An Italian man admits to cheating famous writers and stealing drafts of their unpublished books

An Italian man admits to cheating famous writers and stealing drafts of their unpublished books

An Italian man admits to cheating famous writers and stealing drafts of their unpublished books

  • George Wright
  • BBC News

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Margaret Atwood previously claimed there was a “concerted effort to steal a draft of her book The Testaments”.

An Italian man has admitted to stealing more than 1,000 unpublished draft books written and authored by several prominent authors.

The man named Filippo Bernardini took on the names of several figures in the publishing industry to get people to entrust their work to him.

He used his knowledge of the ins and outs of the publishing industry, the information and experience he had gained while working for the major publisher Simon & Schuster in London.

Bernardini, 30, in New York, pleaded guilty to fraud but his motives were never clear.

No drafts of the books were found to be leaked or posted online, and no ransom was demanded for them.

The conviction of Bernardini, who was arrested by the FBI in January last year, seems to explain a mystery that has puzzled the literary world for years after novelists Margaret Atwood, Ian McEwan and Sally Rooney were targeted.

Prosecutors said the defendant had registered more than 160 fake domains and websites since 2016.

Booker Prize literary agents, editors and jurors have all been victims of phishing scams from slightly altered, semi-official email addresses requesting draft books and works by authors, including Booker Prize-winning author Margaret Atwood.

In an interview with British magazine The Boxels in 2019, Atwood confirmed that there had been a “concerted effort to steal drafts” prior to the publication of her book The Manscript.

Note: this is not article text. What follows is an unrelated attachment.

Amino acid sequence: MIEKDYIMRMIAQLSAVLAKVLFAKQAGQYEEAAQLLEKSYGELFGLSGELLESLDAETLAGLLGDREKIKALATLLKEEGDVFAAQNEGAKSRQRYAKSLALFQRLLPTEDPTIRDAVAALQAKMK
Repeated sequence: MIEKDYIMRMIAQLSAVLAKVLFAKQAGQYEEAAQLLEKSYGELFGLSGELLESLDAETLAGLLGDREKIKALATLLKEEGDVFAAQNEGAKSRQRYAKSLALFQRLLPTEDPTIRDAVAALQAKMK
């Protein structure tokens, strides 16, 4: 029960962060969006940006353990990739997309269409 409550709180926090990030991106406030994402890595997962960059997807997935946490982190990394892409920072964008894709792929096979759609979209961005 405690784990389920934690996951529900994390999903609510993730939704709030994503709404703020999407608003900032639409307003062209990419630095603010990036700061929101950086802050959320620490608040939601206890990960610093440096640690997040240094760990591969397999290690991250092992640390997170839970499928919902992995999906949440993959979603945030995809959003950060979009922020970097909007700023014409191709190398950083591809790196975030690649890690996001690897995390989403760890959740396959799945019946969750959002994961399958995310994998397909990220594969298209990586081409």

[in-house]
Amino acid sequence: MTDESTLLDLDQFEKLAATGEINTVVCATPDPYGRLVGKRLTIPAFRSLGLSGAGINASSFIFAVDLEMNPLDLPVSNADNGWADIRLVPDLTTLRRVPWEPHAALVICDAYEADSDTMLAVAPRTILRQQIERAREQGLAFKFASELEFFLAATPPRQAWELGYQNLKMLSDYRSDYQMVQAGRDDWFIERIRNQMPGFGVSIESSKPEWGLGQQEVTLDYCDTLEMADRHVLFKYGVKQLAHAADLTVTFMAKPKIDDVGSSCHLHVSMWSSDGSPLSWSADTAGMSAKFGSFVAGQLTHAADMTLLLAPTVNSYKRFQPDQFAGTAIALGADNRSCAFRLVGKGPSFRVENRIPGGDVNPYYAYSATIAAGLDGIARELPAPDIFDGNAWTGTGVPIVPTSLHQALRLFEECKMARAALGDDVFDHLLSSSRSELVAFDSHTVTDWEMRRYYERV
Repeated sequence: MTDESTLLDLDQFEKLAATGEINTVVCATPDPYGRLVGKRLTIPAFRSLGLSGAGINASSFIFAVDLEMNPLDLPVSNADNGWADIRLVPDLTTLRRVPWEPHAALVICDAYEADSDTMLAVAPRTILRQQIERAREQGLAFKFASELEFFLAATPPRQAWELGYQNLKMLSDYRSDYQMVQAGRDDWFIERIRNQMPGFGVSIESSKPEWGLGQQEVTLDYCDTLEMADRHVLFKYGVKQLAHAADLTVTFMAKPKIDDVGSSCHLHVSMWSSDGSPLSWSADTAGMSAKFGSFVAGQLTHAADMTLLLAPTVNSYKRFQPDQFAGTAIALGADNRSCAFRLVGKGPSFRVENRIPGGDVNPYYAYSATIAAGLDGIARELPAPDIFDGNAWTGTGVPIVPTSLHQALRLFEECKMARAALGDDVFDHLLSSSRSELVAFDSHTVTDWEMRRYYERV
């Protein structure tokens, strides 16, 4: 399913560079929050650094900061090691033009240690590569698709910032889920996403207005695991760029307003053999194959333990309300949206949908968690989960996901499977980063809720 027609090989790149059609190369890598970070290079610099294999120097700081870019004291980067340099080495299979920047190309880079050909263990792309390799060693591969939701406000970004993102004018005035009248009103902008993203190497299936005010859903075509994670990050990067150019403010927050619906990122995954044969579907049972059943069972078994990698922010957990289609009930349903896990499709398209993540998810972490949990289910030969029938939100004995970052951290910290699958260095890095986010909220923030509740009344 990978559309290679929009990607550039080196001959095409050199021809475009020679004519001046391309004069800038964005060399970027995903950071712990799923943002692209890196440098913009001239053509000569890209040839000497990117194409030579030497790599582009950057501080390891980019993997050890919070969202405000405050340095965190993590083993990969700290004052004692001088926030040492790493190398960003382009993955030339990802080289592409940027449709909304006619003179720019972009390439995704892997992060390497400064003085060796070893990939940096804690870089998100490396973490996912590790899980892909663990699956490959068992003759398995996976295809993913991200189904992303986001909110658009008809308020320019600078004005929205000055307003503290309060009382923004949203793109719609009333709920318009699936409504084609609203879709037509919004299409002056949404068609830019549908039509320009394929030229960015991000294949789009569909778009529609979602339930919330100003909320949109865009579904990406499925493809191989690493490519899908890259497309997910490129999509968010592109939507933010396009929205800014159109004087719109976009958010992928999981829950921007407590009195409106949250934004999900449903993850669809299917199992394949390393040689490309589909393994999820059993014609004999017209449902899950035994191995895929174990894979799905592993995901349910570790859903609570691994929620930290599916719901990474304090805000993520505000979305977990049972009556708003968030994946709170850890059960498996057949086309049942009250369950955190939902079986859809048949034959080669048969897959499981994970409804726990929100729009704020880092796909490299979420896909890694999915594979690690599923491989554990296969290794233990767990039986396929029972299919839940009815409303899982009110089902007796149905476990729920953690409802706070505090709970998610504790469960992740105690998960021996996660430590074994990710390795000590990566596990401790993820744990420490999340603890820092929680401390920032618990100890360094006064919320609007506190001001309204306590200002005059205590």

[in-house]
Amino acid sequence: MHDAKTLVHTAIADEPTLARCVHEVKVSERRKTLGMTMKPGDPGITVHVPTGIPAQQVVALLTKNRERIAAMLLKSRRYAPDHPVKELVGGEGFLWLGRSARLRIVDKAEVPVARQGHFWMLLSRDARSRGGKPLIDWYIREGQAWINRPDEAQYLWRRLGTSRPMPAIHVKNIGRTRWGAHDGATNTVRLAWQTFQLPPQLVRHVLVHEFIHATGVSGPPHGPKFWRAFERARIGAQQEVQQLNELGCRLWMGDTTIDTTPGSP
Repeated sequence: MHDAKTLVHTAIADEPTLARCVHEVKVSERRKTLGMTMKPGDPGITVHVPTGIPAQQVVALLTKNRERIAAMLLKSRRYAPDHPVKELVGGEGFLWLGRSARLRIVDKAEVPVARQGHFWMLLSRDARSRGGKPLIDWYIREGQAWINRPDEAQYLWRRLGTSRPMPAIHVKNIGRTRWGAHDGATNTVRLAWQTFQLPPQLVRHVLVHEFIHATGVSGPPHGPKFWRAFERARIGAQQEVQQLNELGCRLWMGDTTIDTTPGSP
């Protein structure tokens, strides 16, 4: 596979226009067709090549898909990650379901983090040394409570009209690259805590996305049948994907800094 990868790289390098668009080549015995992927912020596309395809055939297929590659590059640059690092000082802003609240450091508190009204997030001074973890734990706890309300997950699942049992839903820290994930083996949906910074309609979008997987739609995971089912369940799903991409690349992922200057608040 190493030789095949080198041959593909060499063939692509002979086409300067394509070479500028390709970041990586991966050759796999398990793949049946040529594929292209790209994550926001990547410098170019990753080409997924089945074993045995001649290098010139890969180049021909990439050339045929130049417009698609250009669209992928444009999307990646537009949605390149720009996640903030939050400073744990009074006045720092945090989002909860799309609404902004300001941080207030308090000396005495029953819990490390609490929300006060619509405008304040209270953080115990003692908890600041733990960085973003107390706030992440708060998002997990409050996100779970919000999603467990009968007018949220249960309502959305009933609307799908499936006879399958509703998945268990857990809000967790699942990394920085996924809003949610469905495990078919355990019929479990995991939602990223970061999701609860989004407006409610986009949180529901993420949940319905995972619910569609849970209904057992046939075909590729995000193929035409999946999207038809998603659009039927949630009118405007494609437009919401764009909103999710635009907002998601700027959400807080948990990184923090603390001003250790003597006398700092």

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Among his victims was Booker Prize-winning novelist Margaret Atwood

“There were a lot of fake emails from people trying to steal just three pages or something like that,” she noted.

Daniel Sandstrom, editor of Swedish publishing house Albert Bonners Furlag, who was among the victims, said it was difficult to see the motive behind the scam.

“The literary answer to that question, I think, is that someone did it for the thrill of it, and there’s a psychological mystery behind that story,” he told the BBC.

And he added, “The less romantic answer is, that this was someone who liked to feel important and that he pulled all the strings in the game, and that was a ploy to make that happen.”

Although Bernardini worked for Simon & Schuster, there was no indication of the publisher’s fault and it was not mentioned in the legal papers.

“We are grateful to the FBI and the Justice Department for their advocacy and support for the intellectual property rights of authors around the world,” the publisher said in a statement Friday.

Bernardini’s trial is scheduled for April. He faces a maximum sentence of 20 years in prison.

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